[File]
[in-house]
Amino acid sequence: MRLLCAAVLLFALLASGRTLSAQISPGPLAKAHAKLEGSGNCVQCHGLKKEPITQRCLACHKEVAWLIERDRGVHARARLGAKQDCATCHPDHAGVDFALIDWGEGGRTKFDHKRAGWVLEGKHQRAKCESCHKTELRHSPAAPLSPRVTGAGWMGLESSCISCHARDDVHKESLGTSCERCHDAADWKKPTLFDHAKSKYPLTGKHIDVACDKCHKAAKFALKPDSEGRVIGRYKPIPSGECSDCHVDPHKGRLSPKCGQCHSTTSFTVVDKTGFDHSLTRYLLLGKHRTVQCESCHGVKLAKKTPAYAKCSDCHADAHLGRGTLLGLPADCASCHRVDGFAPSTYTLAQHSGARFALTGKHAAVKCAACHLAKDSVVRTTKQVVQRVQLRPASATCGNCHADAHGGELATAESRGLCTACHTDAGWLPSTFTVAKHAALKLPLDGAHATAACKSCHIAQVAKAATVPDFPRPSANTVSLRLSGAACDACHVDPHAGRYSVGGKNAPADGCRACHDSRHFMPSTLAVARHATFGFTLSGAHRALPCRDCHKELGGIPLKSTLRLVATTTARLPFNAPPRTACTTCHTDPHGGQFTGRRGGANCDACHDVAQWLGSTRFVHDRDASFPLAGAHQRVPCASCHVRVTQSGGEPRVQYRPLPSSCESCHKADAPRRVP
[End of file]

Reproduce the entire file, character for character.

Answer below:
[in-house]
Amino acid sequence: MRLLCAAVLLFALLASGRTLSAQISPGPLAKAHAKLEGSGNCVQCHGLKKEPITQRCLACHKEVAWLIERDRGVHARARLGAKQDCATCHPDHAGVDFALIDWGEGGRTKFDHKRAGWVLEGKHQRAKCESCHKTELRHSPAAPLSPRVTGAGWMGLESSCISCHARDDVHKESLGTSCERCHDAADWKKPTLFDHAKSKYPLTGKHIDVACDKCHKAAKFALKPDSEGRVIGRYKPIPSGECSDCHVDPHKGRLSPKCGQCHSTTSFTVVDKTGFDHSLTRYLLLGKHRTVQCESCHGVKLAKKTPAYAKCSDCHADAHLGRGTLLGLPADCASCHRVDGFAPSTYTLAQHSGARFALTGKHAAVKCAACHLAKDSVVRTTKQVVQRVQLRPASATCGNCHADAHGGELATAESRGLCTACHTDAGWLPSTFTVAKHAALKLPLDGAHATAACKSCHIAQVAKAATVPDFPRPSANTVSLRLSGAACDACHVDPHAGRYSVGGKNAPADGCRACHDSRHFMPSTLAVARHATFGFTLSGAHRALPCRDCHKELGGIPLKSTLRLVATTTARLPFNAPPRTACTTCHTDPHGGQFTGRRGGANCDACHDVAQWLGSTRFVHDRDASFPLAGAHQRVPCASCHVRVTQSGGEPRVQYRPLPSSCESCHKADAPRRVP